Wednesday, June 29, 2011

Horticultural Gettysburg

Regular readers of this blog will recall my intention to refrain from mowing the prairie grasses that make up our outer lawn and may also recall Mrs. ProfessorRoush's not-so-subtle resistance to said intention. For new readers, you can catch up here and here.   

While the end to this horticultural civil conflict is nowhere in sight, I am happy to report that the first skirmish has been won by the ecologically-enlightened Native Faction and its allies, and that Mrs. ProfessorRoush has conceded that the particular unmown strip pictured below might possibly have some redeeming qualities. I believe it was the cheery faces of all the Black-Eyed Susans (Rudbeckia hirta) peeking above the grass that has temporarily quieted the dogs of war.


Please don't tell She Who Likes Manicured Lawns, but this area, about 15 feet wide by 50 feet long, laying between the driveway and the unbearing fruit trees that I euphemistically call my orchard, was always my secret weapon; my personal Manhattan Project to bring a swift and decisive end to the conflict. This spot was my best hope for a quick victory and it paid off.  I had previously mowed around a few volunteer R. hirta's in this area last year, preserving a couple of 1 foot by 3 foot strips for a few weeks,  and the cute little yellow buttons obviously procreated and self-sowed themselves above and beyond the call of duty for my benefit.  The lesson here, as always, is that overwhelming numbers are often a key component of victory, horticultural or otherwise. 

The tide of battle has also shifted because the Supreme Commander of the Mowing Faction has not yet encountered any snakes on her walks with the dog, nor has there been a noticeable increase in ticks and chiggers along the mown paths.  The Primary Rabbit-and-Snake Chaser has cooperated by keeping any information that reptiles and rodents are present in the demilitarized zones on the down-low.  

I won't try to pretend that all my unmown areas, now all approximately one foot in average height, have anywhere near this degree of accidental beauty, but I'm hoping other forbs seed themselves around by next year to enhance those areas which are currently less floriferous.  In the meantime, the growing grass itself may aid the General of the Native Faction and his allies as the prairie grass develops its usual red and buff coloration in September and October.  I am aware that Mrs. ProfessorRoush likes the autumn colors of the prairie grasses and, as always, accurate information about the weaknesses of your enemy often determines the outcome of the war.  God-willing, an Armistice will soon be signed and freedom to escape the tyranny of a carefully-manicured suburban utopia will belong to myself, the Primary Rabbit-and-Snake chaser, and the collective prairie flora.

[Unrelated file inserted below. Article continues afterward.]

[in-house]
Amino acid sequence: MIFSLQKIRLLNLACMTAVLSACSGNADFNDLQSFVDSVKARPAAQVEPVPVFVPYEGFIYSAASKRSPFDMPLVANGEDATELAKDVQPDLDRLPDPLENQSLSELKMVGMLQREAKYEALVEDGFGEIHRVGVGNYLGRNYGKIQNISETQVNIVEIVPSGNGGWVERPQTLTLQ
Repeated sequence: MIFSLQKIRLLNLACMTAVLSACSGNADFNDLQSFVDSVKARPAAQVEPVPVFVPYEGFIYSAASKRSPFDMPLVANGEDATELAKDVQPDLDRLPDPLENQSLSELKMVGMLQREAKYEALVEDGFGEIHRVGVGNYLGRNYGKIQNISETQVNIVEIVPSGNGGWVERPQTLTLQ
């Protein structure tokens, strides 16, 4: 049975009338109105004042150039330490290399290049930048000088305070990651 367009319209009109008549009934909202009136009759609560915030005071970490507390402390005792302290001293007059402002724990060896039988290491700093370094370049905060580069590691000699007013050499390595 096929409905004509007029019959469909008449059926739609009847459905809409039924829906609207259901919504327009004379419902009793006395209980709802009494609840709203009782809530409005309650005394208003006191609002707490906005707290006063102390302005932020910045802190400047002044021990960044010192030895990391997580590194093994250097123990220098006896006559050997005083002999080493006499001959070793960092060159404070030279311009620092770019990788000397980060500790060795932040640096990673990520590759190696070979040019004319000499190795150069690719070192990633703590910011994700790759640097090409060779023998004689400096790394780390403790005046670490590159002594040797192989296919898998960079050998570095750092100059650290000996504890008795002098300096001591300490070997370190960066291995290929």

4 comments:

  1. Excellent and entertaining post, as always, friend. I read every one of your blog entries with interest. Keep it up!

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  2. Great writing! Very enjoyable post. I see you have a book, I will check it out.
    Just found you so going to make my self familiar with your postings. Thanks for sharing ~ Jacque

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  3. Fun post to read! Thank you so much for linking up to Cottage Flora Thursday's at Fishtail Cottage! xoxo, tracie

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  4. Hello ,Professor, I`m new to your blog, but will read with interest your attempts to do some native prairie plants. I ,too, am naturalizing some small areas around my 3 acres at home and am also attempting to do so for a ten acre tract I own outside of this small town in Texas. Drop by my page sometime and see what I`m up to.

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Thank you for your interest in my blog. I like to meet friends via my blog, so I try to respond if you comment from a valid email address rather than the anonymous "noresponse@blogger.com". And thanks again for reading!

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